Failed appeal for jailed 15mph driver after fatal crash
A 73-year-old man who killed a pedestrian while driving at 15mph in Lincoln has lost an appeal against his two-year jail sentence.
Peter Conroy, who is partially sighted, claimed he was wearing the wrong kind of glasses when he hit 93-year-old Audrey Noden and her daughter Margaret Elvidge, 63, at a zebra crossing. Mrs Noden died six weeks later, having suffered a fractured leg and pelvis, while Mrs Elvidge required rods and screws in her back to repair broken vertebrae.
Conroy was given an eye test at the scene, where it was discovered he was unable to accurately read a number plate from more than four metres away. The legal requirement is 20 metres.
He was found to be almost blind in his right eye and short-sighted in his left, as well as being a known glaucoma sufferer with poor peripheral vision. The judge concluded he must have lied to the DVLA about his eyesight in order to obtain an extension to his licence.
Additionally, Conroy had tried to claim that the two women ran out in front of him, but CCTV footage showed this was a lie. He also ignored signals from the driver behind to stop, and was seen driving erratically through the area by other motorists.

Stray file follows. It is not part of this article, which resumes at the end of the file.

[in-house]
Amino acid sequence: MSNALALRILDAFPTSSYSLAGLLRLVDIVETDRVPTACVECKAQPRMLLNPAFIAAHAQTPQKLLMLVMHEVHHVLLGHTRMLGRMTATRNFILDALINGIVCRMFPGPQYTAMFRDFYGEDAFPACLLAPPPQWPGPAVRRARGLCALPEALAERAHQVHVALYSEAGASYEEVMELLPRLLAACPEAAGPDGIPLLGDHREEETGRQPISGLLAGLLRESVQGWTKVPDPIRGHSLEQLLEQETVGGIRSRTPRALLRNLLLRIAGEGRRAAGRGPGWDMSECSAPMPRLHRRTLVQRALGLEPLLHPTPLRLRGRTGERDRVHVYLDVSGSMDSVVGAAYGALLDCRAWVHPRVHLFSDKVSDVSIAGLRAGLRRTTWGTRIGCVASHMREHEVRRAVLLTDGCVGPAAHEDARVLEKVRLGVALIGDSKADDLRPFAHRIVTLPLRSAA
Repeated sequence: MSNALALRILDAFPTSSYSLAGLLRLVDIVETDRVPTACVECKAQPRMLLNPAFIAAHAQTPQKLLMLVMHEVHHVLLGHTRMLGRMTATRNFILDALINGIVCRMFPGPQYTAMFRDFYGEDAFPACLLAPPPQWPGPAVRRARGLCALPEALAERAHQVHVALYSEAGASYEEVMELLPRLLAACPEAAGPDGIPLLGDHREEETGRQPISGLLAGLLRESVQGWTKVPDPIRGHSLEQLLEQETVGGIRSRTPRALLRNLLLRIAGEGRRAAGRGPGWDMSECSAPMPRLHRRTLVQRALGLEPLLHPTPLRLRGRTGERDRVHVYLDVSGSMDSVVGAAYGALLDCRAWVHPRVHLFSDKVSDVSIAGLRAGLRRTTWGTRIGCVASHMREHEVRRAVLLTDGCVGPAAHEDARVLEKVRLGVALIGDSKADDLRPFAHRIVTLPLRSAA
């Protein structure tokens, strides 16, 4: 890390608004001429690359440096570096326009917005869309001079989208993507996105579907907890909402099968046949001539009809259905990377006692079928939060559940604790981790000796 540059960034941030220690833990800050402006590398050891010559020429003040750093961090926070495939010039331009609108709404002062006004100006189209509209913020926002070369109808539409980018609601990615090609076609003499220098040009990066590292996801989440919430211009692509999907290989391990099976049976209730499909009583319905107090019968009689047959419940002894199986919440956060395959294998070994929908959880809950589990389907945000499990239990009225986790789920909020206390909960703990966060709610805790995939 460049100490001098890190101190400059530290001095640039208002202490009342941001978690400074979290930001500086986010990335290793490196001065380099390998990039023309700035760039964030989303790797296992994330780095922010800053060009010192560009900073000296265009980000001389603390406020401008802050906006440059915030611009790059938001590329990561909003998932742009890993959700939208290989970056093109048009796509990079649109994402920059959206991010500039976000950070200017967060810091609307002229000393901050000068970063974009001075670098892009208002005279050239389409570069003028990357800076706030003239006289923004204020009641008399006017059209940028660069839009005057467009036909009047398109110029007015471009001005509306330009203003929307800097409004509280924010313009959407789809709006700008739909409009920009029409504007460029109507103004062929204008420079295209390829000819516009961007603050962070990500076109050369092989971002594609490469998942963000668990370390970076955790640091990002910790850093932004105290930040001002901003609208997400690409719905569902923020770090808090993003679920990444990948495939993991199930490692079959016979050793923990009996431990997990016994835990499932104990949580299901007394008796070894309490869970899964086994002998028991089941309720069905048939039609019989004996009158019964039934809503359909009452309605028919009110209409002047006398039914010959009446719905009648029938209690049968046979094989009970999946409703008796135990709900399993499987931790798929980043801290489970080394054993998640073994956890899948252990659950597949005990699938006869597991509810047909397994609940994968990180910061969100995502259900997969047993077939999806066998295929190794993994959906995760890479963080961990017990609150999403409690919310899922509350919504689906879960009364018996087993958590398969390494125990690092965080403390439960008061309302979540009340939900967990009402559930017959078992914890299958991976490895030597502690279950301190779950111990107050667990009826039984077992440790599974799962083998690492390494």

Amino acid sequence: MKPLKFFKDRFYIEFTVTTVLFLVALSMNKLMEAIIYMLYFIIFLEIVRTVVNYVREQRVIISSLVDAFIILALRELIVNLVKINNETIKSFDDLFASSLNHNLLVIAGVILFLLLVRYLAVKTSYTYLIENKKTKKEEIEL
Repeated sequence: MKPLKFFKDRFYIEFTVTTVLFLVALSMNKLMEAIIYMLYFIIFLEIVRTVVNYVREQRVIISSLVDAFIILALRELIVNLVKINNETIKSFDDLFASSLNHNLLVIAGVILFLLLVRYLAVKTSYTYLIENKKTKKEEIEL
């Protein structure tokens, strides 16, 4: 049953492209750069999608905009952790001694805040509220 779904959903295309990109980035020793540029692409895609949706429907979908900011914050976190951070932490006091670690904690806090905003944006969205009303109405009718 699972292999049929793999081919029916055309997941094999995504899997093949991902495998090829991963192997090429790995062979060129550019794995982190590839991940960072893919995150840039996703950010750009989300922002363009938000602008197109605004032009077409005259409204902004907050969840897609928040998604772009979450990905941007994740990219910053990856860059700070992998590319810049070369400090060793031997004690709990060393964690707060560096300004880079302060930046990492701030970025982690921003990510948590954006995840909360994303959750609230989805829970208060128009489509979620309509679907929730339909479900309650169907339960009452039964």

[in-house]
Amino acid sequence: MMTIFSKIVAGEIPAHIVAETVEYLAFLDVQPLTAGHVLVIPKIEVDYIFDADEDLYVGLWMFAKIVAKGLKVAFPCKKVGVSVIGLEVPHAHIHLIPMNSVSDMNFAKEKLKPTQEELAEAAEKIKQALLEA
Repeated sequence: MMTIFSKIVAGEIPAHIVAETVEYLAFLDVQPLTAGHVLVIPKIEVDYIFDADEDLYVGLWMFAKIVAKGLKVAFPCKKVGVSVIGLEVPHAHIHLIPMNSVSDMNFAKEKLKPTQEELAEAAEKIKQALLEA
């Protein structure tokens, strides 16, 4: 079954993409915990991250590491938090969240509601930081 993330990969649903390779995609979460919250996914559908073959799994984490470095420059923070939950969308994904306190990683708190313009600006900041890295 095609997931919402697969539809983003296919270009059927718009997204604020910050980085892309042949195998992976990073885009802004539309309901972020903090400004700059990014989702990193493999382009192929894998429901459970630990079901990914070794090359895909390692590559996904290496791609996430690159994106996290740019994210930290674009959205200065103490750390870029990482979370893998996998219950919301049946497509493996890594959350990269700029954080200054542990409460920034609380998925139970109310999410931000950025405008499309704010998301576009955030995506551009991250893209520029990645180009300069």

Conroy received his sentence in April and was banned from driving for 10 years. The DVLA also revoked his licence. Appeal Court judges ruled the victims were “entirely blameless” and that Conroy’s car was “a lethal weapon” with him behind the wheel.
Speed not the only factor in road accident claims
It is easy to fall into the trap of associating accidents on the road with high speeds. What this case proves is that a motorist can be guilty of causing a collision even if they are driving at a relatively low speed. Sadly, this can sometimes have extremely serious consequences.
While this case was helped by the fact that there was conclusive CCTV evidence available, as well as a queue of witnesses behind the at-fault driver, not every victim will be able to prove their version of events so easily.
What you are able to do in the immediate aftermath of a road accident is crucial. Naturally this will depend on the extent of your injuries, but it is often advantageous to obtain pictorial evidence of the aftermath to support your claim.